The first tequila of the day always gushed over him like a wave--briefly the violent torrential wave of a storm at sea (his body shaking tremendously), and then like a calm, cooling, and gentle wave, reassuringly lapping at his limbs like a reprieve from a woefully hot afternoon.
The pain in his head began to recede; soon Hughes would forget it had ever been there. He sniffed deeply of the tall, now empty shot glass. A powerful musk, dry and sweet at the same time. He ran cold water in the sink, rinsed his hands and then splashed it across his face, blubbering mutedly like the spawn of a seal.
He remembered the appointment with Stewart Hinds and that photo editor from the Los Angeles Times, and looked at the clock on his stove. It marked the time at two minutes before twelve, the same as it had for the last five years. Something at least could be relied upon in this life. But what time was it? They were to meet at one at the Café Versalles. He padded to the bedroom in his ratty open robe, looking for his watch, or the clock, whichever was still functioning.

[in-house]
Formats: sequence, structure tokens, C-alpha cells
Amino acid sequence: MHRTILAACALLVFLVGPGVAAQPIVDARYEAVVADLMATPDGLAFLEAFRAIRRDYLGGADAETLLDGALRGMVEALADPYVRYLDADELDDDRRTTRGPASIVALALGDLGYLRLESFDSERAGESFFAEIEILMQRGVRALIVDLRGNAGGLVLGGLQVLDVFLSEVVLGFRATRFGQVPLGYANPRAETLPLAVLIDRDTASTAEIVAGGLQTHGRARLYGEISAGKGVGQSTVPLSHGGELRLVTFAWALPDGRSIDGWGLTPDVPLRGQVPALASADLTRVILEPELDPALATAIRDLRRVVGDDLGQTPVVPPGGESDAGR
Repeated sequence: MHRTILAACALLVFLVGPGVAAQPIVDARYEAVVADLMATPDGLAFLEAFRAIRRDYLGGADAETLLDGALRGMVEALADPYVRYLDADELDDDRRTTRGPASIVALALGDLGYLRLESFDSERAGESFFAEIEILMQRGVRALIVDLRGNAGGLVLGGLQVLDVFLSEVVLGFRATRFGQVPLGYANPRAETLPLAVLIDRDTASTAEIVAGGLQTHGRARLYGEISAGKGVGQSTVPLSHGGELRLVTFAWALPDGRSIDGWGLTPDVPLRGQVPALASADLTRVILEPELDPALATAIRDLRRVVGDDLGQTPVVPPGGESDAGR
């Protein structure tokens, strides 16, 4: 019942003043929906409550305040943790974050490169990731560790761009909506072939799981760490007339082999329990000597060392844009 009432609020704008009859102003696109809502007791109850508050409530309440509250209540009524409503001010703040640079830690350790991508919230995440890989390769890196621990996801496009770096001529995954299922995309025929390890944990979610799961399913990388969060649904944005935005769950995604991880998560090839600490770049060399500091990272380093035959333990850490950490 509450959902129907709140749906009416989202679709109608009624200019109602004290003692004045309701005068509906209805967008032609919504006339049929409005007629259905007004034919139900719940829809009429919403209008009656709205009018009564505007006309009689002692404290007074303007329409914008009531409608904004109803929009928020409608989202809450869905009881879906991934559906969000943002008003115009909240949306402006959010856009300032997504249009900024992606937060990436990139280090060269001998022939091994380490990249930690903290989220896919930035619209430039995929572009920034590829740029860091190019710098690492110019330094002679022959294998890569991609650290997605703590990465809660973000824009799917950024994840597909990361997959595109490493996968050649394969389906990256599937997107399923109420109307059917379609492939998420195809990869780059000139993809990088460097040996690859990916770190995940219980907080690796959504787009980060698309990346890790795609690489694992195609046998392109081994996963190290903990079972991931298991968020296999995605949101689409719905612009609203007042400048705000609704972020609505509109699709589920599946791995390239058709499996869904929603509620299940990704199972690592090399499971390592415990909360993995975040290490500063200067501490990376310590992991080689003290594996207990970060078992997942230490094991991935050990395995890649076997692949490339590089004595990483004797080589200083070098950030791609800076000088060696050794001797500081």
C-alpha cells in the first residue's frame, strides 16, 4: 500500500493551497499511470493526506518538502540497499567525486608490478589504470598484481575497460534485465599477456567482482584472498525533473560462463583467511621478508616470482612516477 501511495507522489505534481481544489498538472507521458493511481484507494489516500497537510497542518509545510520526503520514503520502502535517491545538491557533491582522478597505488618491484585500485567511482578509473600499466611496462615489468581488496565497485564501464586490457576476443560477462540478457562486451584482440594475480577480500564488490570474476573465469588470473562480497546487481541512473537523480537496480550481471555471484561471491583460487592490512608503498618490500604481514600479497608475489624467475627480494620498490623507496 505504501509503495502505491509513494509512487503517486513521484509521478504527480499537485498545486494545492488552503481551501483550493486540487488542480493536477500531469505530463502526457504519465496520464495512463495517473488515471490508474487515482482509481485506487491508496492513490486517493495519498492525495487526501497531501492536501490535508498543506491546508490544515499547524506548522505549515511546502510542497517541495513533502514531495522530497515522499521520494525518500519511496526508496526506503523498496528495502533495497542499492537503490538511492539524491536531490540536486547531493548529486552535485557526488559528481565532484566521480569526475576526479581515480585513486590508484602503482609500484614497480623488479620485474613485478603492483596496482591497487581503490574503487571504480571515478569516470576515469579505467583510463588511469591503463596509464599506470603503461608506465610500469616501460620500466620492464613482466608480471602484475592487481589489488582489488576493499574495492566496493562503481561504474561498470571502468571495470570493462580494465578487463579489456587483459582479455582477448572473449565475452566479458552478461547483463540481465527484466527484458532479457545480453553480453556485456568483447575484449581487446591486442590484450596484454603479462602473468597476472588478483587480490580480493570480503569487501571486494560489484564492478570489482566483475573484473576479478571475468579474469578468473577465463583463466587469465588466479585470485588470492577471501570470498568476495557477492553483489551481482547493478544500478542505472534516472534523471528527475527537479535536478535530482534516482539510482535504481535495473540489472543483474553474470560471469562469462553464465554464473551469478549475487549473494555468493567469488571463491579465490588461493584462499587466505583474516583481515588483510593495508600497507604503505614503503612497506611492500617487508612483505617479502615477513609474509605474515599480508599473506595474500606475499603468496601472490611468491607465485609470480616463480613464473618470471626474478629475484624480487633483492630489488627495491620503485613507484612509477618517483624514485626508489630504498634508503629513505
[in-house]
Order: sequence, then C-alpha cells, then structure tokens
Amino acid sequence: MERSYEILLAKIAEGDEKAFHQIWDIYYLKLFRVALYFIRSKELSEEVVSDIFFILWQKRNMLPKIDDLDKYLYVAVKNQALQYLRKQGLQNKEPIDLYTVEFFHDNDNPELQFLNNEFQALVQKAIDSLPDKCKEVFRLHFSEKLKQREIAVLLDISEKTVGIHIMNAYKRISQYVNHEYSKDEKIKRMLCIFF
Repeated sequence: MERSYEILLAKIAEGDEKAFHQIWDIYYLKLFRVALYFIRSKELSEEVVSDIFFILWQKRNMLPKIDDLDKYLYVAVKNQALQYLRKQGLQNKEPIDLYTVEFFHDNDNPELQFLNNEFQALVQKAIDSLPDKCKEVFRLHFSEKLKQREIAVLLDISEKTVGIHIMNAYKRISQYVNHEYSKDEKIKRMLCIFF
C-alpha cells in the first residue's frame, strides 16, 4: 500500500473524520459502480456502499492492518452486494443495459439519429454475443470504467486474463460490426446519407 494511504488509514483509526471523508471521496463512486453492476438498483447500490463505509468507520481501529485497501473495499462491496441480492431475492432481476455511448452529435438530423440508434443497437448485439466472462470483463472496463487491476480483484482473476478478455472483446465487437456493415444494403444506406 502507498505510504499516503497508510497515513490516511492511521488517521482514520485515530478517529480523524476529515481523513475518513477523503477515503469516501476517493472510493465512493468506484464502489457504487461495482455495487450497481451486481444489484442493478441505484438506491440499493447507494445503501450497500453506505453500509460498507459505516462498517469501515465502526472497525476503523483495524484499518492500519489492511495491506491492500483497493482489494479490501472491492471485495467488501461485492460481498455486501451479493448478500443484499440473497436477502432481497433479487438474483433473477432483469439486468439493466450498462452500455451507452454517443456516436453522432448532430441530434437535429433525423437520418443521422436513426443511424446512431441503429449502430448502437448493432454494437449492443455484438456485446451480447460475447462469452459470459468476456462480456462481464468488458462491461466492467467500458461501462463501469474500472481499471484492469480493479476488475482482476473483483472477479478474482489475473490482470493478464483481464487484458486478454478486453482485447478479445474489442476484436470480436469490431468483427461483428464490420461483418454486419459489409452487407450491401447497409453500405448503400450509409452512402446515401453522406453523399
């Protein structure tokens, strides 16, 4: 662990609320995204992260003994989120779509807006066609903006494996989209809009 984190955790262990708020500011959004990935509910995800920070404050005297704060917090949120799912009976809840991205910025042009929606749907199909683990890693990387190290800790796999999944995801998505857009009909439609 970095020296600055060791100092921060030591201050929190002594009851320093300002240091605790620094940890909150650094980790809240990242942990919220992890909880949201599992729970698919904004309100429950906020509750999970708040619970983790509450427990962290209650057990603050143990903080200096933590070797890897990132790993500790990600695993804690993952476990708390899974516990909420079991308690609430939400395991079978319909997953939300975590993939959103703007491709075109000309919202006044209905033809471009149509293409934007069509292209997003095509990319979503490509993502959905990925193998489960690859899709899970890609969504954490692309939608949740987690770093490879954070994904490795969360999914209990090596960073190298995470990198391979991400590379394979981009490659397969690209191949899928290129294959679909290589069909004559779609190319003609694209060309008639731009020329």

There he found Raquel, or rather Margarita, fastening a lace-trimmed black brassiere, already dressed in a crisp tan skirt and flat black shoes. Her sullen expression and the thought of her leaving made him hungry for her. "Oh, don't go, darling," he said. "Not yet, it's still early." He embraced her with some strength. Could he get her to undress again and stay? And what if he could? He felt a fleeting but extreme jolt of anxiety. Then he reassured himself: women tended to be palliated by his abundant affection when his prowess faltered, rather frequently these days.